Vitamin D: “Silver bullet or fool’s gold?”

By John Pickering 21/09/2012 3

Vitamin D has had big raps lately.  We know that low levels of it correlate with higher levels of some diseases, but does taking a supplement help?  An article in the Herald this morning by Martin Johnson nicely outlines a study  being undertaken by Professor Robert Scragg of the University of Auckland.  His is the quote in the title.

Why is there need for an expensive trial when lots of observation studies show low levels of Vit D mean you are more likely to get Cardiovascular (and other) diseases, high levels mean you are less likely?  Isn’t it obvious that by taking supplements that health outcomes will improve?  Sadly, no it isn’t.  Correlation does not mean causation (or “Post hoc ergo propter hoc” for you latinistas out there – I learnt this from a re-run of West Wing this week).  What this means is that there is more than one reason for the correlation ie:

  1.  Illnesses are because Vit D is an essential component in the biochemical pathway’s that provide a defense against these illnesses (causation), or
  2.  Low Vit D is a consequence of something else that has gone wrong that also causes the diseases (ie Vit D is a “flag” or “marker” for something else).

If 1 is true, then raising Vit D levels may help.  If 2 is true, then raising levels probably won’t help.  For the moment assume 1 is true, then the next question is “does supplementation help?”  Again, most would think “Of course.”  However, it is possible that by bypassing the mechanism by which the body makes its own Vit D (ie beginning with exposure to the sun) the body’s response to the increased Vit D is different.  These, and others, are reasons why a Randomised Controled Trial (RCT) in which some participants get Vit D and some get Placebo (in this case sunflower lecithin) is conducted.  There is some information about the trial in the Herald article, more can be found on the Aust NZ Clinical Trials Registry here.  Briefly, participants (50 to 84 years of age) will receive 1 capsule a month for 4 years.  The incidence rate of fatal and non-fatal cardiovascular disease is the primary outcome. Secondary outcomes include the incidence of respiratory disease and fractures. They need to recruit 5100 people (so get involved!).

Why so many people?  This is because they want to avoid making two mistakes.  They want to know with high certainty that if they see a difference in the rates of cardiovascular disease between the Vit D and Placebo group, the that it is not a difference that occurred randomly (ie seeing a difference when there really is no difference).  It is most common to accept a 5% chance of seeing a difference by chance (tossing 4 heads in a row is about a 6% chance).  The second mistake is if the trial were to show no difference between the groups, but for this to be a false conclusion (ie not seeing a difference when there really is a difference).  It is common to accept about a 10% chance of this happening.  Notice, I have talked about “difference” not Vit D being “better” than placebo.  This is very important, because it is possible that Vit D is worse and scientists must take into account that possibility.  That is why scientists also start with what we call the “null hypothesis” – the presumption, in this case, that there is “no difference” in the rates of cardiovascular disease between those taking Vit D and those taking placebo.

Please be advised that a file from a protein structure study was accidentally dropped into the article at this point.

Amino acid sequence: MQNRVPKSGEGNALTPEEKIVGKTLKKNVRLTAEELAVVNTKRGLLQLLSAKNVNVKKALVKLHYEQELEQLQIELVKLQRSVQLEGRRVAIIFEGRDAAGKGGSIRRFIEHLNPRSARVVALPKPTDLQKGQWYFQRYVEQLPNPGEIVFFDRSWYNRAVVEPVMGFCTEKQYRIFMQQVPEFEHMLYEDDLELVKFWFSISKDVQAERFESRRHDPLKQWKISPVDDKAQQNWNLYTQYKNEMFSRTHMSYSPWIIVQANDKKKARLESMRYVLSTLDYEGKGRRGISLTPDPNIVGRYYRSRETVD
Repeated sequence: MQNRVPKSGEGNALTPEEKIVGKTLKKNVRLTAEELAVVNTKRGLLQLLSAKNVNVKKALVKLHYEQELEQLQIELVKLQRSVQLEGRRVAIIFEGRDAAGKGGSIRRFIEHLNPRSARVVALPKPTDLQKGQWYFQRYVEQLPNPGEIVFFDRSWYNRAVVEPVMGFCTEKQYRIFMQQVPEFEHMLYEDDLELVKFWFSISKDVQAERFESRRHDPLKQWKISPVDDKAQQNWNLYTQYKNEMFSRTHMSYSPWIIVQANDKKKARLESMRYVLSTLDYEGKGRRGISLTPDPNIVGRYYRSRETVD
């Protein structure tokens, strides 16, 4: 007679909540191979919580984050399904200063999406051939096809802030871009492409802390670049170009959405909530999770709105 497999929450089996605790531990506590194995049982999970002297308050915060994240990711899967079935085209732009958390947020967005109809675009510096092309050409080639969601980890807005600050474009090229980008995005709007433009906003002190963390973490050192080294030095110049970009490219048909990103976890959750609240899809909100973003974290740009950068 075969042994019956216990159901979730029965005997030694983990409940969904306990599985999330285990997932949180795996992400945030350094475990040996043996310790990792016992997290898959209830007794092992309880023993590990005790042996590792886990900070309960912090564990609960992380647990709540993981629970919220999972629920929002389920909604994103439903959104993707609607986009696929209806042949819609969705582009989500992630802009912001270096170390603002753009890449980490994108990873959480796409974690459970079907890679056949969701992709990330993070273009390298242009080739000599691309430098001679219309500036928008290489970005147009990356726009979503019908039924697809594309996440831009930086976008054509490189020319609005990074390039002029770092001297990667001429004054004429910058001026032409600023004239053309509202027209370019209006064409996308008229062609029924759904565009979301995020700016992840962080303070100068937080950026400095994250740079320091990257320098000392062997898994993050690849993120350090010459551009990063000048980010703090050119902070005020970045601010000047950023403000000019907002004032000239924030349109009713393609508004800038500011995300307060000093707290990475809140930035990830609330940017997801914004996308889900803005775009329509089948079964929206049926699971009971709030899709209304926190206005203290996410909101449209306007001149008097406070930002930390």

I liked the quote of Prof Scragg in the Herald:

“GPs are very supportive of it and I know they are prescribing it extensively to patients. Hospital specialists are sceptical. Me, I’m in the middle. My heart says I want it to work. My head says I have to keep an open mind.”

I too often find myself in the “middle” – hoping with my heart that something works for the good of all, but working with my head so that we don’t end up peddling false hope or worse.

Tagged: Cardiovascular disease, fractures, health, medicine, observation studies, placebo, Randomised controlled trial, RCT, Respiratory disease, Vitamin D

3 Responses to “Vitamin D: “Silver bullet or fool’s gold?””

  • Sunflower lecithin is not a neutral placebo.

    Placebo group may become smarter and make healthier choices canceling any gains of the D group. : )

    But seriously… why sunflower lecithin?

  • gzt – I wondered about that too. I don’t think it unusual for this to be used as a placebo – it is just vegetable fat after all. I guess most placebo’s are “active” in some sense. I found the following article which was interesting (1. Golomb BA, Erickson LC, Koperski S, Sack D, Enkin M, Howick J. What’s in placebos: who knows? Analysis of randomized, controlled trials. Ann Intern Med 2010;153(8):532–5. ). The authors noted that of the 86 “pill” trials only 1 disclosed what was in the placebo! They also noted “Placebos are rarely perfect: That is, they differ from the test drug only in the presence of a putative active or characteristic feature. Indeed, this ideal may be impossible to attain. “

  • You may be aware that there’s another large study being done on Vitamin D in New Zealand right now, but focusing on preschoolers (they’re after 1600 kids). From what I understand the results won’t be available for a couple of years though. I’ve signed my son up to take part in it. They’ll share the individual Vitamin D levels of the child with the parents about 6 months after the samples are taken, should be interesting to see where our son’s levels are, and to eventually read the findings of the study.

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